Several studies have demonstrated decreased total annual health care expenditures per DNHD patient, even though the actual cost of dialysis is higher [26-30]. One study of the Toronto patients showed an 18.2 percent decrease in total expenditures by DNHD patients when compared to similar in-center patients . Although DNHD has higher expenditures for training, supplies, dialysis machines, and remote monitoring, DNHD patients still cost the health care system less.
And these benefits don't include intangibles like increased rates of rehabilitation and improved family life. For example, patients report improved libido which disappears in chronically and acutely ill people. DNHD patients report a return of libido, indicating that their individual physiologies have improved to the point that this human function returns.
The Rubin Dialysis Center has offered DNHD for 6 years . It employs 37 people trained in DNHD and currently has 25 patients on nocturnal home hemodialysis. Patients have ranged in age from 27 to 76; one-third are female, and a quarter are African American and Hispanic. They live throughout upstate New York, and one travels 300 miles to the center's monthly clinic. Some live in apartments in inner cities; others live in rural trailer parks. The only extra expense our patients incur is an initial investment in plumbing adjacent to their bedrooms and the monthly cost of an extra phone line and Internet access. (The center monitors patients online over the Internet while they sleep) . The only criteria for selection to this program are motivation, "reasonable" hearing, eyesight, dexterity, and memory. Thirty percent of the patients are diabetics with neuropathy and retinopathy.
An Underutilized Therapy
If DNHD's potential is so great, why do only 25 centers in the United States and Canada offer this modality to only 300 patients? Reimbursement for dialysis in the United States does not cover the cost of 6 treatments per week, thus discouraging dialysis units, most of which are operating on a very small margin, from taking the risk of this initially costly program. Savings by payers, patients, and society on medications, decreased hospitalizations, and improved rehabilitation are not passed on to dialysis providers, again reducing the incentive to offer this modality.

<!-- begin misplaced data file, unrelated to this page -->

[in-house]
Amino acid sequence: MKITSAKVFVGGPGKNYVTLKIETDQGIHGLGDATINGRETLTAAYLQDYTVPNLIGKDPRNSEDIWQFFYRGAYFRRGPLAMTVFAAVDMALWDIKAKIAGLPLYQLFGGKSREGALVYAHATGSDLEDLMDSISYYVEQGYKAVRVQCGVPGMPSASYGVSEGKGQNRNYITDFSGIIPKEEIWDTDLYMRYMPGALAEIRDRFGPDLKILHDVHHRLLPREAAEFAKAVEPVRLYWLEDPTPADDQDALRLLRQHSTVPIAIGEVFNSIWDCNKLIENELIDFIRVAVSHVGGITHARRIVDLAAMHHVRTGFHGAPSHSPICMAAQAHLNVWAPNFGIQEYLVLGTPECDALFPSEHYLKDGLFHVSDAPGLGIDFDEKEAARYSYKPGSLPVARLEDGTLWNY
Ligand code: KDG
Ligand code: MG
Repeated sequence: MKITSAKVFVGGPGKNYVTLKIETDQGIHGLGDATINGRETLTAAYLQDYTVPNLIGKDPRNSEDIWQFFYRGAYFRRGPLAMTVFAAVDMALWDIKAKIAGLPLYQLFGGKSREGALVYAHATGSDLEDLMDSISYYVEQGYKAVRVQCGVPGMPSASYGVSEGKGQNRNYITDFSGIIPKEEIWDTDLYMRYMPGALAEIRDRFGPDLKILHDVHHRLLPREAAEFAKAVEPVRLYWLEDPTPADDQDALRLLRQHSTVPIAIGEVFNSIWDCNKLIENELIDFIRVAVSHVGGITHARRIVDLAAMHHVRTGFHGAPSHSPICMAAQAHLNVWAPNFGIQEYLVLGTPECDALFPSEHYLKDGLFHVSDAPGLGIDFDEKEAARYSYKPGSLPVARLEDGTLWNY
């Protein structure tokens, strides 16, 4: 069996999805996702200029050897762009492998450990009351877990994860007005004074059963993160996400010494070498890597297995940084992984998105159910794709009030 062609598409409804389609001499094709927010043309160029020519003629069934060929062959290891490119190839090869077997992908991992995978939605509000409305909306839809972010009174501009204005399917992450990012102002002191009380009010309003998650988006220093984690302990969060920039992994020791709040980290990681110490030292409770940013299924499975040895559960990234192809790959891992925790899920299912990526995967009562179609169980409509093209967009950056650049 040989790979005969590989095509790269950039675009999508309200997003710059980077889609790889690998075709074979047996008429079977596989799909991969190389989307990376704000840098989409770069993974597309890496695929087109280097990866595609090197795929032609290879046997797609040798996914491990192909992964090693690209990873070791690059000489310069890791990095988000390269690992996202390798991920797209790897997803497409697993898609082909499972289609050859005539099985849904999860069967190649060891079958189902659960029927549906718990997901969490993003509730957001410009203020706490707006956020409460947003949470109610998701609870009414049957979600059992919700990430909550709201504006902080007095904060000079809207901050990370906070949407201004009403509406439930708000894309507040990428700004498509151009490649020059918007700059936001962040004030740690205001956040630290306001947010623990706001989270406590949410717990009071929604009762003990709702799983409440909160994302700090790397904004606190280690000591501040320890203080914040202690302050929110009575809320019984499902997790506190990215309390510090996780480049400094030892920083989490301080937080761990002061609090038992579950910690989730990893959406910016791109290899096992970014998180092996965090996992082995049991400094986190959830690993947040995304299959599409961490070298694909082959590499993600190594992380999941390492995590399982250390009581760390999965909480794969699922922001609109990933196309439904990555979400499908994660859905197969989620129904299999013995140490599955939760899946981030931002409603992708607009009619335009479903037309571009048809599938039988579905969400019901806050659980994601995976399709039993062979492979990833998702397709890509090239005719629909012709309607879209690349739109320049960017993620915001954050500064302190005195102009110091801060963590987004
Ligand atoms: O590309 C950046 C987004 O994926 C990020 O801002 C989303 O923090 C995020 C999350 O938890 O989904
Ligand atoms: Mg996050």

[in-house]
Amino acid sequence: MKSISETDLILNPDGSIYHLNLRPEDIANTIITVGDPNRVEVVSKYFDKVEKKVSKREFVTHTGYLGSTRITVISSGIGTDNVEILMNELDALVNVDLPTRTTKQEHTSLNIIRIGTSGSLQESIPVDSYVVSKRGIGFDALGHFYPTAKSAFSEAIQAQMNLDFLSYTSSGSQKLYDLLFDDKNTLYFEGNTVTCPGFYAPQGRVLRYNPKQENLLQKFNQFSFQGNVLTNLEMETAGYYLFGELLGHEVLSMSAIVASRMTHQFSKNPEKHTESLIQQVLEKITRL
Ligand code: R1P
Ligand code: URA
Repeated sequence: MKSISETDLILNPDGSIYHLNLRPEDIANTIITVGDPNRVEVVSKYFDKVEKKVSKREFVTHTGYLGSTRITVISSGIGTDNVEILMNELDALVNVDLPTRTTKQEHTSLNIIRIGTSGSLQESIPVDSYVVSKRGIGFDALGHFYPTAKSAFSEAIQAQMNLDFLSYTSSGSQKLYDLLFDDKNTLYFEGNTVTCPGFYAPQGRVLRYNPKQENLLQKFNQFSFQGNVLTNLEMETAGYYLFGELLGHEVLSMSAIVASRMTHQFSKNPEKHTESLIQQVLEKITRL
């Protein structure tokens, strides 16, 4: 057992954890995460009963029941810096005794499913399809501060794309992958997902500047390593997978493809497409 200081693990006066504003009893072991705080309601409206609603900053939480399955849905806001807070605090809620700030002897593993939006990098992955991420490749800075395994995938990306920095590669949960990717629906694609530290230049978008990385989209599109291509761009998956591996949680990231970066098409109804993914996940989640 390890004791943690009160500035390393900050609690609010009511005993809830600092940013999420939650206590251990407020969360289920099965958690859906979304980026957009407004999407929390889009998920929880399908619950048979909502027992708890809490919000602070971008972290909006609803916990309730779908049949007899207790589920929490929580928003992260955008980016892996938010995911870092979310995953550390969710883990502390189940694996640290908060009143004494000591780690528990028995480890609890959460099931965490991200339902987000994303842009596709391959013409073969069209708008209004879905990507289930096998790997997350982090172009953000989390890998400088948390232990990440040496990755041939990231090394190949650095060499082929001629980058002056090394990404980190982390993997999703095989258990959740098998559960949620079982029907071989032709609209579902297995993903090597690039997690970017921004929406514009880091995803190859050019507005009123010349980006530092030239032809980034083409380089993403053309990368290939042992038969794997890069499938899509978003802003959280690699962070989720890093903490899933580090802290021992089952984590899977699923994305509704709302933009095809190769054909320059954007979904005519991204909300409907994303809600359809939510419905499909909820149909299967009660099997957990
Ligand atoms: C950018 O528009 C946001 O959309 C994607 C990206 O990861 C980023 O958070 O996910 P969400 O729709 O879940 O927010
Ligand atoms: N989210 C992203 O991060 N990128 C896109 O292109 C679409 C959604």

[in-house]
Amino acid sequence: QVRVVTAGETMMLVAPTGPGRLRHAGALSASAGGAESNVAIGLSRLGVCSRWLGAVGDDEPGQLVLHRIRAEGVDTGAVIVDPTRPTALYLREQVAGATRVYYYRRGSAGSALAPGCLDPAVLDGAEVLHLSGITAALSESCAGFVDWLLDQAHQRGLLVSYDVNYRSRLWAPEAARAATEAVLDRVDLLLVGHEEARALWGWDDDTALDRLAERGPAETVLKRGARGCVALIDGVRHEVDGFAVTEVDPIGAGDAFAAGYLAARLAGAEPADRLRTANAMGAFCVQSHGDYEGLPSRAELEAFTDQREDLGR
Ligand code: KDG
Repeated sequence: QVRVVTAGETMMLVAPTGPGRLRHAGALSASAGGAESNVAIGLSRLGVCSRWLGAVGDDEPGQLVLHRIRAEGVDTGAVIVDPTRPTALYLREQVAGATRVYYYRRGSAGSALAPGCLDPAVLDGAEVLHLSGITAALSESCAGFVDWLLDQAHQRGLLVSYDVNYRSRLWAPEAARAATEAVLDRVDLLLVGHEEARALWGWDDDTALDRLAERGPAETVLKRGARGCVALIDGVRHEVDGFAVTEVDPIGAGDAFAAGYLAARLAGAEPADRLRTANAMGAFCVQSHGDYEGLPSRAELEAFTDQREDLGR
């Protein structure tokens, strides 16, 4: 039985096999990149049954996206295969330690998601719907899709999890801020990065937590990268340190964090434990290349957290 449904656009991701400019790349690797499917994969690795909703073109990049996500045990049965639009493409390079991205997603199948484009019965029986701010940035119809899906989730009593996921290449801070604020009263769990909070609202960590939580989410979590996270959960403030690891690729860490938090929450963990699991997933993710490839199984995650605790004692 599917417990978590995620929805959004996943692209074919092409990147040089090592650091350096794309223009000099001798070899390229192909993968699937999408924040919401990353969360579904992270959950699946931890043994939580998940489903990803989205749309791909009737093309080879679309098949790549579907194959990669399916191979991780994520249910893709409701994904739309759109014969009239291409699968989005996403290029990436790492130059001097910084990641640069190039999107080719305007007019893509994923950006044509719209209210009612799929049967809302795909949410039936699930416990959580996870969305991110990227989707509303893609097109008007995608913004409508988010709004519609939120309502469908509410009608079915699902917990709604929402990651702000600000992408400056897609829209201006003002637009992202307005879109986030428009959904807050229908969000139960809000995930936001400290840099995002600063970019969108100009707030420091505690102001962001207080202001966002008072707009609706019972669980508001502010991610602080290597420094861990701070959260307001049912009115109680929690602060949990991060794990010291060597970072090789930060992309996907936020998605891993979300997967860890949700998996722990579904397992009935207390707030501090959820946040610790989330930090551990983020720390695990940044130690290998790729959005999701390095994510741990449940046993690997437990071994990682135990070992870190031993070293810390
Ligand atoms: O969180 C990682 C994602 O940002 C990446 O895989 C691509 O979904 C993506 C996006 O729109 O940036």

Finally there is appropriate skepticism of claims based on small numbers of patients. Given the experience with entitlements like dialysis, where the anticipated need was estimated to be only several thousand patients when passed by Congress in 1973, one has to respect the payers' and government's insistence on scientifically proven results in good studies with larger numbers of patients. This research is already in the formative stages. DNHD will be studied in the United States in a prospectively randomized controlled trial funded by National Institutes for Health and Centers for Medicaid Services beginning this fall .
DNHD is a win-win innovation for dialysis patients tired of feeling lousy, physicians frustrated by high morbidity and mortality, providers unable to staff or fund new units, and payers crippled by double-digit cost increases without improved outcomes.
US Renal Data System, USRDS 2003 Annual Data Report: Atlas of End-Stage Renal Disease in the United States. National Institute of Diabetes and Digestive and Kidney Diseases. Bethesda, MD: National Institutes of Health; 2003. Accessed Feb. 24, 2004.